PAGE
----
Cisco, Microsoft, Dell, and a number of other large corporations have launched a so-called Blog Council. Best I can tell from their press release they’re going to create rules and standards for ethics-based corporate blogs so we’ll know how to use blogs and engage the blogosphere the right way. “We can work together to develop model policies that set the standard for corporate blogging excellence,” says Sean O’Driscoll, General Manager, Community Support Services for Microsoft.
Better hide this news from the state bar regulators and the large law firm legal marketing professionals. They love creating rules and standards for things they don’t understand. Can you imagine the likes of Shook, Hardy & Bacon, Reed Smith and Baker & McKenzie getting together with state bar ethics regulators to develop standards for lawyer blogging excellence? That way firms who had never blogged would know to use blogs and engage in the blogsophere in a responsible way.
Better than invent a new standard, let’s just us the Airbag Department of Security Blog Advisory System. It was carefully developed last year in response to Tim O’Reilly’s Blogger Code of Conduct. Though designed so that blog publishers could alert their users to the threat condition of words being used on a blog, with a few tweaks and a call to Greg Storey it may do the job.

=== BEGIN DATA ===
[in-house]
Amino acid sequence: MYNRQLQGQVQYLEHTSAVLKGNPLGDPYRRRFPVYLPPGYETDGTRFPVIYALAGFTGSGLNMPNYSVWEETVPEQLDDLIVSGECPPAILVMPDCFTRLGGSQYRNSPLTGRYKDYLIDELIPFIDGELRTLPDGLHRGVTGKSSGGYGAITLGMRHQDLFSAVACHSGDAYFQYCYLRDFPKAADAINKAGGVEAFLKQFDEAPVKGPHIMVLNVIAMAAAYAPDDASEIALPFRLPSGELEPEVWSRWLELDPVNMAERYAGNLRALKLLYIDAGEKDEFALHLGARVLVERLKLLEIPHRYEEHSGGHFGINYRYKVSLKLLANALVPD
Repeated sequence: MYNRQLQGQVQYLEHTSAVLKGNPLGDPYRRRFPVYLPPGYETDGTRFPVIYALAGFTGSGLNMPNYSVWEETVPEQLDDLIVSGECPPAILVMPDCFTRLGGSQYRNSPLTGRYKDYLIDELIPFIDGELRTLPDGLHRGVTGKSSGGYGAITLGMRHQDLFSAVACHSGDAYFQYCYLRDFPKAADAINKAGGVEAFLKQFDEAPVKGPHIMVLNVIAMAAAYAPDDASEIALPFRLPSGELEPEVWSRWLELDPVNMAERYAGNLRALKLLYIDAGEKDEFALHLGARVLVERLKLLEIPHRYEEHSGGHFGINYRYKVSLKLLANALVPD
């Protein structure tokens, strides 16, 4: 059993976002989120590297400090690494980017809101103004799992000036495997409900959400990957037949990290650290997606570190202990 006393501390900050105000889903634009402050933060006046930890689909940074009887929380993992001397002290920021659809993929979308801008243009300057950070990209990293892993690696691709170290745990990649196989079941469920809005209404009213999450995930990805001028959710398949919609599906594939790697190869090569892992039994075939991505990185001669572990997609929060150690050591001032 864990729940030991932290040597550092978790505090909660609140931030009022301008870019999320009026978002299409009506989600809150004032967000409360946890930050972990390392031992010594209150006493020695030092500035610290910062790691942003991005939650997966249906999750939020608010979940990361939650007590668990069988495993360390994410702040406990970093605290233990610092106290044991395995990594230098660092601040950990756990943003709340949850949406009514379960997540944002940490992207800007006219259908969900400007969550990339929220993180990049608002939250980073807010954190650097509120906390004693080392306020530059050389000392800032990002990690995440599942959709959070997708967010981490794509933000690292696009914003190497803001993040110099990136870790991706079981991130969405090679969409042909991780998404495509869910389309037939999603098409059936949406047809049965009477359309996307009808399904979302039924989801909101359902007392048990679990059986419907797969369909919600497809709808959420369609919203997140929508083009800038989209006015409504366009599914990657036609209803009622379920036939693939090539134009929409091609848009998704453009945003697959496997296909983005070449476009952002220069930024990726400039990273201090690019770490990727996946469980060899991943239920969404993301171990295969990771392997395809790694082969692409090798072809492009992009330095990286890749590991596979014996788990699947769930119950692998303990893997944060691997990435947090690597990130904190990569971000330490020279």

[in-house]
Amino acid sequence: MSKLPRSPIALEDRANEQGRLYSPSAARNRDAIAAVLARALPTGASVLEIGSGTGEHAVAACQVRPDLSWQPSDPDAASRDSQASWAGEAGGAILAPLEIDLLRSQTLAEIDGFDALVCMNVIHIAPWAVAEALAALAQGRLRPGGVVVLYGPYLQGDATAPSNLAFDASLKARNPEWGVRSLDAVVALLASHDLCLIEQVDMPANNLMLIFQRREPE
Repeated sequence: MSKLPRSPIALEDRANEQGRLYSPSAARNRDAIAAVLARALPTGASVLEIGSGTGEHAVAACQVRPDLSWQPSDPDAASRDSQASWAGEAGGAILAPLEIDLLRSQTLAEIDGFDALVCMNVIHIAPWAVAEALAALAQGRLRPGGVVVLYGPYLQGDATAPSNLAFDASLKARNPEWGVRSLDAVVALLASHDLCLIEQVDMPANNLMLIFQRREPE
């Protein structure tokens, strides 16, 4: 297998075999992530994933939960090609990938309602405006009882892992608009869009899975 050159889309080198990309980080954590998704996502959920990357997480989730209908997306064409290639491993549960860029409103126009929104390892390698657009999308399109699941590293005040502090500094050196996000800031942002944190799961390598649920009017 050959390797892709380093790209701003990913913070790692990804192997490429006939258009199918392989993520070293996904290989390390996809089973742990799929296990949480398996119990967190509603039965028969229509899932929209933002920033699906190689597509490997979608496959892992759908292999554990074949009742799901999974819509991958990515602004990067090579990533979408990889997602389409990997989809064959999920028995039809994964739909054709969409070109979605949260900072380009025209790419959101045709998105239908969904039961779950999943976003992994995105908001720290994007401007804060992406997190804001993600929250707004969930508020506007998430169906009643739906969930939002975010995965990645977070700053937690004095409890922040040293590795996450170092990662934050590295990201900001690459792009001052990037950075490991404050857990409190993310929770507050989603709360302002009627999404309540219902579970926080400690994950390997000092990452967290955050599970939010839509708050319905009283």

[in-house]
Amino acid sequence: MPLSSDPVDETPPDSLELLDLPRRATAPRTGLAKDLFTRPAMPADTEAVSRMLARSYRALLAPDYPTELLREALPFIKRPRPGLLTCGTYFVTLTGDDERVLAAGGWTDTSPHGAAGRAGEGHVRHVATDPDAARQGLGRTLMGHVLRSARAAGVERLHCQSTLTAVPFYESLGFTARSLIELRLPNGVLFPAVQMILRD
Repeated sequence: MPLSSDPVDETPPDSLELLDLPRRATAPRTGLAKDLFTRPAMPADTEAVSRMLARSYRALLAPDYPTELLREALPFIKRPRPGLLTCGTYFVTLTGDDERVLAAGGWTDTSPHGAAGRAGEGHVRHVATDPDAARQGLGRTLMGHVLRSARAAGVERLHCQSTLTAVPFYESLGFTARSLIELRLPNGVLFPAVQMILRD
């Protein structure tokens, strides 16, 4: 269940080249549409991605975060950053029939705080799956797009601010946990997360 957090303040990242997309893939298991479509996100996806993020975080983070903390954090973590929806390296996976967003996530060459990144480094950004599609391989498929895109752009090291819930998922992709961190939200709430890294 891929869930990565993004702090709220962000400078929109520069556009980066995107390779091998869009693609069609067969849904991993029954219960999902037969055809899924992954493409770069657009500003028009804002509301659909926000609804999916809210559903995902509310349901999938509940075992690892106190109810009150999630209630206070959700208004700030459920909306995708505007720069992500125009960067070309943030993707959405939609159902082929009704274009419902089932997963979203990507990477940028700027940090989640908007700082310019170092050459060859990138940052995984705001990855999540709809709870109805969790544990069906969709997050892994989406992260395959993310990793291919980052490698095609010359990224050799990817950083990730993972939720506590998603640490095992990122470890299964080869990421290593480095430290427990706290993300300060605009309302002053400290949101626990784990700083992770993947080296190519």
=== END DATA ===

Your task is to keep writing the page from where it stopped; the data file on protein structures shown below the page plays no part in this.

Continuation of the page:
Rather than trample free speech, we post warnings to protect the innocent. Take a look.
I’ve been approached by more than one lawyer to sit on a council or advisory board to develop standards for ethical law blogging. I’m serious. I declined as I did when they called to develop standards for the ethical use of a fax machine. We survived.